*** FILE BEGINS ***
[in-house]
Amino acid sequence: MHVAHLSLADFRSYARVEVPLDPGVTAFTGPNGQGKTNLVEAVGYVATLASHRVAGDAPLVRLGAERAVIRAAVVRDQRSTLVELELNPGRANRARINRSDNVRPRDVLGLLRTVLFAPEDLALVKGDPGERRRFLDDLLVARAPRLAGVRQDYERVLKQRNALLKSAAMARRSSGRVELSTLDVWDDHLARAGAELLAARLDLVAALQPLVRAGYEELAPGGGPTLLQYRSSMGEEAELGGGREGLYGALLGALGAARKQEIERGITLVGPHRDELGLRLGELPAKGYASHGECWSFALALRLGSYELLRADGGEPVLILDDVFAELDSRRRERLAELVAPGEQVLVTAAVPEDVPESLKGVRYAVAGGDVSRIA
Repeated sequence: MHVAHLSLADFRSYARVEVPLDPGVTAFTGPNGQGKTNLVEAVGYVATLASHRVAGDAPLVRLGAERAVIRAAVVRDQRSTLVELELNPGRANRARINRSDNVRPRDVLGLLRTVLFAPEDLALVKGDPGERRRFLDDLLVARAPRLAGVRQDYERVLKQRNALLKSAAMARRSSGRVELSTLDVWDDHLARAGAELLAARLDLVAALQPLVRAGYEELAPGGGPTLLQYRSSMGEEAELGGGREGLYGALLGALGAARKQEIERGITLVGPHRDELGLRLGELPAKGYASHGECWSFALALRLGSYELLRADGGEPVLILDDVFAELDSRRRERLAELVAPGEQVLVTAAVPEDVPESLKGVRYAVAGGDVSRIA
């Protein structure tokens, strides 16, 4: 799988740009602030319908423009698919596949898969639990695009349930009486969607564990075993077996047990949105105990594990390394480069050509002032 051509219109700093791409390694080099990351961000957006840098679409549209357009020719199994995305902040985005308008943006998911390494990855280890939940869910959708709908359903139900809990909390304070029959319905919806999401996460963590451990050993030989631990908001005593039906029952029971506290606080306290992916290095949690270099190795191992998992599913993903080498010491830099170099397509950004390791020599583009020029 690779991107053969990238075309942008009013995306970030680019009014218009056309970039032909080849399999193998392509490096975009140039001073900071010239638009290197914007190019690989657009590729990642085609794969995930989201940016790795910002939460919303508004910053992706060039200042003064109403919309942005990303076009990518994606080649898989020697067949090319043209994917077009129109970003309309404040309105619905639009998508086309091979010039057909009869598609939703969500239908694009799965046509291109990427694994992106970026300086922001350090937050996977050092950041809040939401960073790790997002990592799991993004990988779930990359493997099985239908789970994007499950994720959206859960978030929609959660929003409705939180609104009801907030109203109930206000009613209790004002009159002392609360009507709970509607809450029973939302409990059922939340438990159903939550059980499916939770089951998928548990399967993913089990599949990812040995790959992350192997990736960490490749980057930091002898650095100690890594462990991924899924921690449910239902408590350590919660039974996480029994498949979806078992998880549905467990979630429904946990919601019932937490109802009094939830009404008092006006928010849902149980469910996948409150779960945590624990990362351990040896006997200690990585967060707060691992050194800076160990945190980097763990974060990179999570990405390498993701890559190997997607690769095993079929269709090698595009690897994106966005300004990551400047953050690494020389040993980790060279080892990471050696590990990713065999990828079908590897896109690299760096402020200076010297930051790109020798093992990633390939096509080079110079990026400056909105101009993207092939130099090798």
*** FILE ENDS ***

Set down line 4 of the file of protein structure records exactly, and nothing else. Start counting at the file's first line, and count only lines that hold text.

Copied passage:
């Protein structure tokens, strides 16, 4: 799988740009602030319908423009698919596949898969639990695009349930009486969607564990075993077996047990949105105990594990390394480069050509002032 051509219109700093791409390694080099990351961000957006840098679409549209357009020719199994995305902040985005308008943006998911390494990855280890939940869910959708709908359903139900809990909390304070029959319905919806999401996460963590451990050993030989631990908001005593039906029952029971506290606080306290992916290095949690270099190795191992998992599913993903080498010491830099170099397509950004390791020599583009020029 690779991107053969990238075309942008009013995306970030680019009014218009056309970039032909080849399999193998392509490096975009140039001073900071010239638009290197914007190019690989657009590729990642085609794969995930989201940016790795910002939460919303508004910053992706060039200042003064109403919309942005990303076009990518994606080649898989020697067949090319043209994917077009129109970003309309404040309105619905639009998508086309091979010039057909009869598609939703969500239908694009799965046509291109990427694994992106970026300086922001350090937050996977050092950041809040939401960073790790997002990592799991993004990988779930990359493997099985239908789970994007499950994720959206859960978030929609959660929003409705939180609104009801907030109203109930206000009613209790004002009159002392609360009507709970509607809450029973939302409990059922939340438990159903939550059980499916939770089951998928548990399967993913089990599949990812040995790959992350192997990736960490490749980057930091002898650095100690890594462990991924899924921690449910239902408590350590919660039974996480029994498949979806078992998880549905467990979630429904946990919601019932937490109802009094939830009404008092006006928010849902149980469910996948409150779960945590624990990362351990040896006997200690990585967060707060691992050194800076160990945190980097763990974060990179999570990405390498993701890559190997997607690769095993079929269709090698595009690897994106966005300004990551400047953050690494020389040993980790060279080892990471050696590990990713065999990828079908590897896109690299760096402020200076010297930051790109020798093992990633390939096509080079110079990026400056909105101009993207092939130099090798």